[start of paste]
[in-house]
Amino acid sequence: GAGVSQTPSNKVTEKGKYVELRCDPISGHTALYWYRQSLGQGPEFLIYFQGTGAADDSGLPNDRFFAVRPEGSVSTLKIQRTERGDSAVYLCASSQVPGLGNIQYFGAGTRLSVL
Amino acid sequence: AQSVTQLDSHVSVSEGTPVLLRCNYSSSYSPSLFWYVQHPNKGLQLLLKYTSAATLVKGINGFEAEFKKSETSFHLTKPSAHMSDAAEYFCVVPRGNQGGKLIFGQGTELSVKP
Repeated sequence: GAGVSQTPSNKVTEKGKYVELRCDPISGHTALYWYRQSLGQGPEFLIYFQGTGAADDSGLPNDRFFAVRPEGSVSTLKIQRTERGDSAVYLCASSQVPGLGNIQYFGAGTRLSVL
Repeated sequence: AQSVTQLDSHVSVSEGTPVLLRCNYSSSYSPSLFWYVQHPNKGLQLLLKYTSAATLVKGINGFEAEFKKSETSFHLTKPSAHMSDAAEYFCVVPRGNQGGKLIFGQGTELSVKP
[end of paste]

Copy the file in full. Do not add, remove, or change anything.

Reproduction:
[in-house]
Amino acid sequence: GAGVSQTPSNKVTEKGKYVELRCDPISGHTALYWYRQSLGQGPEFLIYFQGTGAADDSGLPNDRFFAVRPEGSVSTLKIQRTERGDSAVYLCASSQVPGLGNIQYFGAGTRLSVL
Amino acid sequence: AQSVTQLDSHVSVSEGTPVLLRCNYSSSYSPSLFWYVQHPNKGLQLLLKYTSAATLVKGINGFEAEFKKSETSFHLTKPSAHMSDAAEYFCVVPRGNQGGKLIFGQGTELSVKP
Repeated sequence: GAGVSQTPSNKVTEKGKYVELRCDPISGHTALYWYRQSLGQGPEFLIYFQGTGAADDSGLPNDRFFAVRPEGSVSTLKIQRTERGDSAVYLCASSQVPGLGNIQYFGAGTRLSVL
Repeated sequence: AQSVTQLDSHVSVSEGTPVLLRCNYSSSYSPSLFWYVQHPNKGLQLLLKYTSAATLVKGINGFEAEFKKSETSFHLTKPSAHMSDAAEYFCVVPRGNQGGKLIFGQGTELSVKP